New Yorkers (this one included) love to complain/boast about how hard it is to find a suitable rental in this city. We one-up each other with stories about Craigslist scams and mouse hole-sized studios. But as my boyfriend--currently shopping for a one-bedroom rental in London--has reminded me, other cities can be just as, if not more so, challenging for a renter to navigate.
Below, seven not-so charming characteristics of renting in London, which might provide an uplifting dose of schadenfreude to disgruntled apartment-seekers on this side of the pond.
1. Housing Crisis
With UK unemployment at a 17-year high and housing prices continuing to surge, would-be buyers are flooding the rental market and adding to a growing crisis. While New Yorkers are no strangers to high prices and competition, our city is faring better in terms of employment (8.7 percent unemployed here compared to 10 percent in London) and is--thankfully--not yet resorting to extreme propositions, like a campaign to boot "house hoarding" empty-nesters from their homes.
Like NYC brokers, so-called "letting agents" help landlords rent their apartments in exchange for a fee, which typically starts at 10 percent and is paid out (by the landlord) over the duration of a renter's tenancy. Renters have to pay an upfront, nonrefundable processing fee, which could run between £50 and £300.
This arrangement might sound like a bargain for NY renters accustomed to paying brokers one month's rent or more, but London landlords often bump the asking price of a unit to pass the cost of agent fees onto the tenant. It's not uncommon to see a privately listed property get re-listed by an agent at a higher price, just days later.
And, while some NYC renters manage to skirt broker fees by searching exclusively for privately rented properties, it's a lot harder to escape agents in London. Since they work for landlords and not tenants, it's easier and more profitable for agents to seek out landlords. For a higher fee, agents will even take on the job of collecting rent, managing repairs and doing all the day-to-day stuff that might appeal to a busy (or lazy) landlord.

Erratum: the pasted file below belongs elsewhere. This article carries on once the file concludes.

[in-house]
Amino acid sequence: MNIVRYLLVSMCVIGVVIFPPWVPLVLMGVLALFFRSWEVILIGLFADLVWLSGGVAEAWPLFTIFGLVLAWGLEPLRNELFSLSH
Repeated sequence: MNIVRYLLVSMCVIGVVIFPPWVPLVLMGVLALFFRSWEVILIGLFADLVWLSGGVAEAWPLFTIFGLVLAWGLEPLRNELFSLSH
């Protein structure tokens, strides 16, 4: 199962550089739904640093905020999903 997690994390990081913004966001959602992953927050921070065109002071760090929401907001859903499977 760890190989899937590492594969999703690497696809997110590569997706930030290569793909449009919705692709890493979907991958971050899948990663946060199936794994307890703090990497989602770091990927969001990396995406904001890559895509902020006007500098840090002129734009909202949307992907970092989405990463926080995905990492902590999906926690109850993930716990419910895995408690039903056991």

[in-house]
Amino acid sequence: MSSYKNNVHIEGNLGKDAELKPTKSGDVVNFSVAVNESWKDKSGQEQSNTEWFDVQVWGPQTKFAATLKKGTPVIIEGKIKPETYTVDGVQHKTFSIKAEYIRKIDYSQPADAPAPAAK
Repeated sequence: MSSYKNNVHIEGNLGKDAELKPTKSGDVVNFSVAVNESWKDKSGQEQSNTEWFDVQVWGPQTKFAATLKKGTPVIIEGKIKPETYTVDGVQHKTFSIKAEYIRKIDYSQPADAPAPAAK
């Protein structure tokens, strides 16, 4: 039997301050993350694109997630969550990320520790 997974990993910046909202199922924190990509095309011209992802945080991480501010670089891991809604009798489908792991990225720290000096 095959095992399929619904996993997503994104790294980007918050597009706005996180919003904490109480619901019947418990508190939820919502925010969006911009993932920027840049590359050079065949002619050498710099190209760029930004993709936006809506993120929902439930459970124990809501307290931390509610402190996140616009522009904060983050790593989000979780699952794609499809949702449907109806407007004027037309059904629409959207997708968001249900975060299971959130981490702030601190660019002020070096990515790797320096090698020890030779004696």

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3. Woe to the one without references
London's letting agents, who are responsible to the landlord with whom they have an agreement, need to make sure that new tenants aren't deadbeats. This means renters will be subjected to a thorough background check, which could include proof of employment, references from past landlords, a peek in your bank account, or all of the above. This poses a problem for anyone with off-the-books or untraditional employment, or a history of staying off leases (as I've done for the past four years, moving from share to share).
While a landlord might be willing to listen, bend, make a deal, agents must adhere to stricter policies, and as you read above, they're hard to avoid.
Once you've figured the agent fee, you'll have to add the council tax, a local tax paid by a unit's tenants (or the landlord if the place is unoccupied). This could add about 100 bucks to monthly rent for a single person living in a 1-bedroom.
5. Furnished apartments
If you're like me and don't mind furnished apartments, then you'd have no gripes about this one: Most rentals in London come furnished. So if you're really tied to your couch or canopy bed, it'll take extra effort on your part to find a place to put it. What might be more concerning is that London has also been affected by the worldwide uptick in bed bugs, which means renters have more worries that their furnished pad might come with unwanted roommates.
6. Per Week Listing Confusion
Rental prices are often listed by the week, though usually paid by the month. The uninitiated might figure that £250/week would work out to £1,000/month, but that wouldn't be correct. The correct equation would be £250 per week x 52 weeks in a year ÷ 12 months in a year, which comes out to £1,083/month. That adds up to an underestimation of about one month's rent over the course of a year and a pretty significant error for anyone living paycheck to paycheck.
7. Internet and phone
Once you've found the neighborhood, found the flat, figured out the price, accepted the unexpected fees and that your place comes furnished, there's the whole matter of setting up utilities. While in New York, Internet can be set up in a week, in London the wait time, when my boyfriend and I called around, was closer to three. And as awful as Time Warner can be, they understand "no land line," while in London, the salespeople kept pushing a return to the 1990s.